Yesterday, The News’ editorial board sounded off on the MTA’s plan. From the new plan, they claim, we can draw “two disturbing conclusions”:
The first is that thousands of people who are listed as eligible for Access-a-Ride service are not too disabled to use the subways and buses. The second is that Access-a-Ride service is so terrible that, given the slightest monetary benefit, even truly disabled people will mount herculean struggles to avoid it.
While MTA staff members say similar plans have cut costs in other cities, Chairman Joe Lhota should think more broadly and should do so in coordination with Mayor Bloomberg, who needs a hand to untangle the taxi mess his administration has created. Together, Lhota and Bloomberg should study moving toward shifting at least some passengers off the Access-a-Ride program’s clunky, unreliable vans and into wheelchair-accessible cabs and livery cars.
Provided it clamped down on eligibility — a most critical element — the MTA might well be able to deliver improved transportation at lower cost, Bloomberg might well be able to remake taxi service under an economically viable structure and the disabled might well be able to get around more conveniently.
The News has no better solution for the various stakeholders other than “work it out.” They want the MTA to work with the city and the Taxi & Limousine Commission to come up with a cost- and ride-sharing scheme that removes the some of the fiscal pressure from the MTA while providing adequate taxi service for the city’s disabled. In an ideal situation in which the city works well with state agencies, such a call may be heeded, but the MTA and New York City do not have the best track record when it comes to such cooperation.
The real eye-opener here though are the costs. Access-A-Ride service costs around $500 million annually, and the cost per rider are astronomical. A door-to-door taxi ride from most points in the city to any other doesn’t cost that much, and we can only imagine what the MTA could do to make its system more accessible if it could invest this money in physical upgrades rather than $60-per-person rides. This is one problem clearly in need of a comprehensive solution.
Over the past few weeks, New York taxis have dominated the transit headlines. Gov. Andrew Cuomo finally signed the livery cab hail bill, and wheelchair-accessible taxicabs took the spotlight. Despite the high costs of such access, the new plan calls for a steep increase in the number of wheelchair-accessible taxis. Meanwhile, a federal judge decided last week that New York City had to make its taxi fleet more accessible.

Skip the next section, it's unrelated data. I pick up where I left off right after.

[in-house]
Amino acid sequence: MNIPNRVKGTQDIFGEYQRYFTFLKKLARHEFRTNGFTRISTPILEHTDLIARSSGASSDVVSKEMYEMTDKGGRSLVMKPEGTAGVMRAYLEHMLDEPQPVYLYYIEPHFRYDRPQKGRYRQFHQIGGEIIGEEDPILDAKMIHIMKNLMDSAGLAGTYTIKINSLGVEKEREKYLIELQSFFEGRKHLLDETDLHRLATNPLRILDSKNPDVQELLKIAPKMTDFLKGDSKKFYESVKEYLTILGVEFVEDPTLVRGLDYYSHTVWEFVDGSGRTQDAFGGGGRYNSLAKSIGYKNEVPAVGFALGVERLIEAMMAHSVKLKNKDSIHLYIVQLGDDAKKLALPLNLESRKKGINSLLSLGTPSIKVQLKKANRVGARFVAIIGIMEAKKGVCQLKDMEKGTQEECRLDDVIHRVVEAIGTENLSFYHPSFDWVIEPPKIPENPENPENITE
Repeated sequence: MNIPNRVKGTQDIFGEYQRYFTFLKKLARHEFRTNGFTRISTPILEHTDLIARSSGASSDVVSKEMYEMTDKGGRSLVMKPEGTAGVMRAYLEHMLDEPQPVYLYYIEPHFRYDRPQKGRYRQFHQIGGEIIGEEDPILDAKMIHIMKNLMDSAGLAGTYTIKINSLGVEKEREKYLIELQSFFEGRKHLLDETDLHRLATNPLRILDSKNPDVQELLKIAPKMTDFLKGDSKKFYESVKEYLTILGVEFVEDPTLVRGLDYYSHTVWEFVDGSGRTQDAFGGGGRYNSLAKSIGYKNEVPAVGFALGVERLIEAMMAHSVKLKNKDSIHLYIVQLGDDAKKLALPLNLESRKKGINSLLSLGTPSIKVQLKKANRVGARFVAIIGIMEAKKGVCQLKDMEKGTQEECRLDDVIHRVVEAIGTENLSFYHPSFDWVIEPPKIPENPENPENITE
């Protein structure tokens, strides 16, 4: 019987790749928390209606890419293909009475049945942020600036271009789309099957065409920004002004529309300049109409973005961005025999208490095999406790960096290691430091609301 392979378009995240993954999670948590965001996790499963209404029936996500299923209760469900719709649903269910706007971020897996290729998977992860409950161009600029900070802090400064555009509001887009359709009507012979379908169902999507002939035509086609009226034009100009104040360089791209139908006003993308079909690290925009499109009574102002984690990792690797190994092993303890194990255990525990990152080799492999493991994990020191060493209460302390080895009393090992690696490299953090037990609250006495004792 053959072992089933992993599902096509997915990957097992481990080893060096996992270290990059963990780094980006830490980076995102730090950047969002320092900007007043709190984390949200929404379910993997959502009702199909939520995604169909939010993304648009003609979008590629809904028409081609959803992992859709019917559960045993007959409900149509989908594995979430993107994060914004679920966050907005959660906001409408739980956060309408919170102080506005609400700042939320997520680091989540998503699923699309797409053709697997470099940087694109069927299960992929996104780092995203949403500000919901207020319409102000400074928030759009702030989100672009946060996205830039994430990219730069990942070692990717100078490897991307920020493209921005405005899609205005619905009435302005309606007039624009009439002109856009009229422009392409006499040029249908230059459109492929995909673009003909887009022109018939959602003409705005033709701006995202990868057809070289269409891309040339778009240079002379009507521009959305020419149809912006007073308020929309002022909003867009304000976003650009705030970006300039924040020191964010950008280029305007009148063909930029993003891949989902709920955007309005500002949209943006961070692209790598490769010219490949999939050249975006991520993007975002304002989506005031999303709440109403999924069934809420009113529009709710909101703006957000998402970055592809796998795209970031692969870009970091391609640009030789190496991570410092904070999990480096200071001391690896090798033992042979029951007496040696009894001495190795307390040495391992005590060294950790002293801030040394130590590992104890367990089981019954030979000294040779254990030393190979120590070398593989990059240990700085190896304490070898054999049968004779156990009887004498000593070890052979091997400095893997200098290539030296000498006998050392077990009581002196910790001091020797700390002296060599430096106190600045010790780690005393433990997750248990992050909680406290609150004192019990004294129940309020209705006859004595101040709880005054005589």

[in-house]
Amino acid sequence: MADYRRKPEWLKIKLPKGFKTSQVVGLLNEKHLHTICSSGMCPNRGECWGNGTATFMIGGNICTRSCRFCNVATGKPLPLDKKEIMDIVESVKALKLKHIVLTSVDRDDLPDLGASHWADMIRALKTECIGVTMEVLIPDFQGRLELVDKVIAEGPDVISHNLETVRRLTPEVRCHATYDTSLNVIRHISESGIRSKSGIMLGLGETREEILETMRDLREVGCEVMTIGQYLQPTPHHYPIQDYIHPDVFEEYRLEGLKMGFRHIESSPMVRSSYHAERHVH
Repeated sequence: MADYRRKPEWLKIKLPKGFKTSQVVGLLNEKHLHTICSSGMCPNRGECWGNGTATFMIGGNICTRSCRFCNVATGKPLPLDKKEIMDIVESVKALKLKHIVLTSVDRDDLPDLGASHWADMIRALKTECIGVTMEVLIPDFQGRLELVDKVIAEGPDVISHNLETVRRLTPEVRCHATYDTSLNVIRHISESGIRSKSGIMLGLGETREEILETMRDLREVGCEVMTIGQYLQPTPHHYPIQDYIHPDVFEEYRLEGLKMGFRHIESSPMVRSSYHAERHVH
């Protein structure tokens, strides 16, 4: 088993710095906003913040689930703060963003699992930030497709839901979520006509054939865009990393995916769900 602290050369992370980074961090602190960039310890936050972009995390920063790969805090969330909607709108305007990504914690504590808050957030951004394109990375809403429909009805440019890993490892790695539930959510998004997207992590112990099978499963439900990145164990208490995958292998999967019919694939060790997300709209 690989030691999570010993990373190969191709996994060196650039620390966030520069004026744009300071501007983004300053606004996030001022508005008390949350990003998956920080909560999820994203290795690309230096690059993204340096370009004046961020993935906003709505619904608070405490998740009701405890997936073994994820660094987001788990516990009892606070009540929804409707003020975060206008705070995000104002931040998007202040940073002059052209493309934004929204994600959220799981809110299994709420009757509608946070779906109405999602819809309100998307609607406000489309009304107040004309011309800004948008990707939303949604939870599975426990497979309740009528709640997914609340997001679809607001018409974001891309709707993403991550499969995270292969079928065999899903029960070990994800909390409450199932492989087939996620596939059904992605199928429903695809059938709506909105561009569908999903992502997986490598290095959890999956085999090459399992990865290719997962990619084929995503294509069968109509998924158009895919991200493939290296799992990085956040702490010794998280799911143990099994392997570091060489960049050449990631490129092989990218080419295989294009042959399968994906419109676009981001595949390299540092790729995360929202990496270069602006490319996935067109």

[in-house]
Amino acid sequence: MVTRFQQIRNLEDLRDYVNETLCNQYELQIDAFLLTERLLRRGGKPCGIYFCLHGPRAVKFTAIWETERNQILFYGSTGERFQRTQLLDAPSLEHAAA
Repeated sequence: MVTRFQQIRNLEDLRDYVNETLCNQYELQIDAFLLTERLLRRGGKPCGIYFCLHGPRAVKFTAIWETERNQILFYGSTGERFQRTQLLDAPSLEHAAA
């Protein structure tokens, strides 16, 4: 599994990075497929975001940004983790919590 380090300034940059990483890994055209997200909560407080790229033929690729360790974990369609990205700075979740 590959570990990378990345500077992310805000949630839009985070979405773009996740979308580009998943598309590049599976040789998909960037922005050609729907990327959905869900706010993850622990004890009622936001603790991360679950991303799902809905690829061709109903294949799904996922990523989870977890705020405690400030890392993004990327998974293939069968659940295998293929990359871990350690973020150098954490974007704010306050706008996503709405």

For regular subway riders, this news doesn’t seem to carry a big impact. It will be easier to flag down a cab in the outer reaches of New York City that do not enjoy regular yellow cab service, but outside of the money that should come the city’s way, it’s hard to see how these happenings could impact the MTA. They do, however, have the potential to solve a problem by reforming the way Access-A-Ride does business.
According to a report in Crain’s New York, the looming changes to the Taxi & Limousine Commission’s fleet could change Access-a-Ride for the better. Jeremy Smerd has more:
A year ago, the MTA launched a pilot program with the Taxi and Limousine Commission to test the theory that, because 80% of disabled riders do not use wheelchairs, the taxi fleet could handle much of the business now outsourced to private companies at an average cost of $60 per ride.
The program allows 400 riders to use a debit card to pay for taxi service. The passenger pays $2.25—the cost of a one-way subway ride—and the state picks up the rest of the tab. The agency estimates the program will save $34 a trip and, coupled with other changes, $66.2 million next year in paratransit costs. Advocates believe more savings—and better service for riders—would result from expanding the program to the outer boroughs, especially now that as many as 18,000 cars will be allowed to pick up street hails.
Advocates approached the idea of a dedicated debit card to use with livery cars nearly three years ago. They called it the Access-a-Card. But MTA officials balked at the idea because they worried that riders would take advantage of the program and drive-up costs, said Avik Kabessa, a member of the Livery Roundtable who was part of the discussions…The city is putting in place a dispatch system next year that would allow disabled riders to call 311 to get a wheelchair accessible taxi. But it remains unclear whether the Access-a-Ride debit-card pilot program will be expanded.
If the MTA can figure out a way to contain and reduce Access-A-Ride costs, they will gain a tremendous amount of financial flexibility. It often flies below the radar, but the ADA-mandated program costs the authority a few hundred million dollars a year. It’s not a particularly efficient program either with the cost per rider far exceeding that of even the most wasteful bus lines.